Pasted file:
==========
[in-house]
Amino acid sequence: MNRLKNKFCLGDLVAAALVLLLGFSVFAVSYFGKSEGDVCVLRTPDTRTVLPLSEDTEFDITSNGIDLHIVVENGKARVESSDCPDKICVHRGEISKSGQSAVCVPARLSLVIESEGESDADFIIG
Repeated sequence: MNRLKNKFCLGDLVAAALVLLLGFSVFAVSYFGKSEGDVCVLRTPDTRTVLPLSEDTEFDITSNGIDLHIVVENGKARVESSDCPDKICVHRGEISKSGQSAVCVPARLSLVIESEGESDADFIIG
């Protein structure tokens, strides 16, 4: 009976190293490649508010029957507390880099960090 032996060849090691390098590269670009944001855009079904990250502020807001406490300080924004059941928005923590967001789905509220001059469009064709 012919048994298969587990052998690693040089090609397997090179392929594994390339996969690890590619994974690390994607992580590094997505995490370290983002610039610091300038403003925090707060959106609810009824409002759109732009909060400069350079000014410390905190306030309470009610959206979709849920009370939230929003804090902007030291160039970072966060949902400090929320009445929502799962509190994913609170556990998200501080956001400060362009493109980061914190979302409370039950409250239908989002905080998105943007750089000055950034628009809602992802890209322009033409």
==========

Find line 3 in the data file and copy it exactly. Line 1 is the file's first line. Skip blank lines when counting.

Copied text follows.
Repeated sequence: MNRLKNKFCLGDLVAAALVLLLGFSVFAVSYFGKSEGDVCVLRTPDTRTVLPLSEDTEFDITSNGIDLHIVVENGKARVESSDCPDKICVHRGEISKSGQSAVCVPARLSLVIESEGESDADFIIG